Saving an Image File


After the user has worked on a file, the Graphicizer would certainly let him down if he couldn't save his changes back to a file. Imagine doing a lot of work on an image and not being able to store the results.

That's why this application has a Save As… menu item, which, when selected, displays a File Save dialog box, created by setting the dialog object's mode to FileDialog.SAVE:

 public void actionPerformed(ActionEvent event) {     .     .     .     if(event.getSource() == menuitem2){         dialog.setMode(FileDialog.SAVE);         dialog.setVisible(true);     .     .     . } 

This displays the File Save dialog you see in Figure 3.3.

Figure 3.3. Saving an image file.


This dialog box's job is to get the name of the file the user wants to store the image file to. When you have that name, you can use the ImageIO class's write method to actually write the file.

If the user doesn't specify a file, or if he clicks the Cancel button, you'll get an empty string back from the dialog box's getFile method. Otherwise, you should try to create a File object using the name and path the user has given you. Just be sure to enclose everything in a try/catch block, as shown here:

 public void actionPerformed(ActionEvent event) {     .     .     .     if(event.getSource() == menuitem2){         dialog.setMode(FileDialog.SAVE);         dialog.setVisible(true);         try{             if(!dialog.getFile().equals("")){                 String outfile = dialog.getFile();                 File outputFile = new File(dialog.getDirectory()                     + outfile);                 .                 .                 .             }         }         catch(Exception e){             System.out.println(e.getMessage());         }     }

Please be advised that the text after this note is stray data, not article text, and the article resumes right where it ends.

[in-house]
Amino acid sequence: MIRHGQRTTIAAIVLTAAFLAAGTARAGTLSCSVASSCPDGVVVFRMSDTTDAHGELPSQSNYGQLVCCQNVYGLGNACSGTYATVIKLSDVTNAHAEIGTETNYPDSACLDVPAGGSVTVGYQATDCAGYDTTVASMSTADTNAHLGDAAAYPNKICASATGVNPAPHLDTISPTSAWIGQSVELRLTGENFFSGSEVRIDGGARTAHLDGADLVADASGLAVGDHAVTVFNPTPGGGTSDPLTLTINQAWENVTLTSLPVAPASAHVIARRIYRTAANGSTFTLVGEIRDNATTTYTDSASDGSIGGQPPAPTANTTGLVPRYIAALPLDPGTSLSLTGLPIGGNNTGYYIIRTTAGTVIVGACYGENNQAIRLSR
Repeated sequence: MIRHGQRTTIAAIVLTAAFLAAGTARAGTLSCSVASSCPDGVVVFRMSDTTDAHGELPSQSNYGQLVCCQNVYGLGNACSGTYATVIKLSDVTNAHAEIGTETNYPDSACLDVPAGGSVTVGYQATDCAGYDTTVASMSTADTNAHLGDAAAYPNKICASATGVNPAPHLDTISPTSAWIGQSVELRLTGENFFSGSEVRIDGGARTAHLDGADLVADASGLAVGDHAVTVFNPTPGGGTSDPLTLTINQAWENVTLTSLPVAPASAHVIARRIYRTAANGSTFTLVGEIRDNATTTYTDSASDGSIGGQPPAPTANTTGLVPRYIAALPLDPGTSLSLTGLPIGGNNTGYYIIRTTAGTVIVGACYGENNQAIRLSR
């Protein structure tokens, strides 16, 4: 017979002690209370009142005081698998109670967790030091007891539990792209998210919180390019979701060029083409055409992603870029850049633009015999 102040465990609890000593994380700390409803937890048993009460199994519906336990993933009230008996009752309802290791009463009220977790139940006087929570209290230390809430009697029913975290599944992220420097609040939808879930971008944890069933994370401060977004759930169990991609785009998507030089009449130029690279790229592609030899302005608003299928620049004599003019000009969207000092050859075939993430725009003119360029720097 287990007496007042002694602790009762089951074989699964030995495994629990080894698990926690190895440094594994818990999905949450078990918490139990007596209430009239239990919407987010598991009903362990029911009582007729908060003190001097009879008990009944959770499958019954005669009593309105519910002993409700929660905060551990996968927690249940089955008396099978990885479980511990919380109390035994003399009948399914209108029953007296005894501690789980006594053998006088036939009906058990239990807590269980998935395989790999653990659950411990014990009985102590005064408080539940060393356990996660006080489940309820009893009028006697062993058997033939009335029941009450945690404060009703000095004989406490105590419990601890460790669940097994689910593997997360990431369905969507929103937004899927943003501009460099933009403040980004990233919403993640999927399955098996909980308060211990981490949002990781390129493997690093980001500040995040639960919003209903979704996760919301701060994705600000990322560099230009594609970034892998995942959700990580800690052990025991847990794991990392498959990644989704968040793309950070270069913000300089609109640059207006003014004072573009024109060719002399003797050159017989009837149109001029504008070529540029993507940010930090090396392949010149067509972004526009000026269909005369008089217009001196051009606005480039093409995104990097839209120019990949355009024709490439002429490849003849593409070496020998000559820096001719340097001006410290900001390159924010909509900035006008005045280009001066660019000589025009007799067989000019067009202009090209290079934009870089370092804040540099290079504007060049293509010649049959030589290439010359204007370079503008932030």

If you've been able to create the File object corresponding to the output file, you can use the ImageIO class's write method to write the bufferedImage object to the file. You pass the BufferedImage object you want to write to the write method, followed by the type of image you want to write ("JPG" or "PNG") and the output File object.

How do you determine the three-letter type of image file to write? You can pass a value such as "PNG" or "JPG" to the write method, and in the Graphicizer, the code will simply take the type of the file to write from the extension of the filename (for example, "image.png" would yield "png").

NOTE

If you want to be more careful, you can add code to check the format type and make sure it's "JPG" or "PNG". If it's not, you can then display a warning dialog box asking the user to select again.


Here's how the output image file is written to disk, using the ImageIO class's write method:

 File outputFile = new File(dialog.getDirectory()     + outfile); ImageIO.write(bufferedImage,     outfile.substring(outfile.length() - 3,     outfile.length()), outputFile);         .         .         . 

Okay, at this point, Graphicizer can now load and save images. Very cool; that means it can function as an image converter, converting between various formats.

But what about actually doing something with an image when it has been loaded? That's coming up next.



    Java After Hours(c) 10 Projects You'll Never Do at Work
    Java After Hours: 10 Projects Youll Never Do at Work
    ISBN: 0672327473
    EAN: 2147483647
    Year: 2006
    Pages: 128

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